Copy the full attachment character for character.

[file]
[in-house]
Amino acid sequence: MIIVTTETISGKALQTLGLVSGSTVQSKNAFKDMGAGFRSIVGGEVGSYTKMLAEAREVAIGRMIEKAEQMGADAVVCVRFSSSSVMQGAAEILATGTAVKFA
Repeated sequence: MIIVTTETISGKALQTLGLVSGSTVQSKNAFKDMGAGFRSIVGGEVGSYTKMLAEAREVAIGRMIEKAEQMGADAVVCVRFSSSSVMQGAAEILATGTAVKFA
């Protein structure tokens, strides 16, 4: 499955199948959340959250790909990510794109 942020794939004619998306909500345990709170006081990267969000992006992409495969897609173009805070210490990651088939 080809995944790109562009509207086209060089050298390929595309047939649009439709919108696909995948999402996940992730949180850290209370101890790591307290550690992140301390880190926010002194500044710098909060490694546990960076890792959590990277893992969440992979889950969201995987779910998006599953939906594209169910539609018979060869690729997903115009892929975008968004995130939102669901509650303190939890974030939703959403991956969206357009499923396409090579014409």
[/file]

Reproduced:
[in-house]
Amino acid sequence: MIIVTTETISGKALQTLGLVSGSTVQSKNAFKDMGAGFRSIVGGEVGSYTKMLAEAREVAIGRMIEKAEQMGADAVVCVRFSSSSVMQGAAEILATGTAVKFA
Repeated sequence: MIIVTTETISGKALQTLGLVSGSTVQSKNAFKDMGAGFRSIVGGEVGSYTKMLAEAREVAIGRMIEKAEQMGADAVVCVRFSSSSVMQGAAEILATGTAVKFA
């Protein structure tokens, strides 16, 4: 499955199948959340959250790909990510794109 942020794939004619998306909500345990709170006081990267969000992006992409495969897609173009805070210490990651088939 080809995944790109562009509207086209060089050298390929595309047939649009439709919108696909995948999402996940992730949180850290209370101890790591307290550690992140301390880190926010002194500044710098909060490694546990960076890792959590990277893992969440992979889950969201995987779910998006599953939906594209169910539609018979060869690729997903115009892929975008968004995130939102669901509650303190939890974030939703959403991956969206357009499923396409090579014409």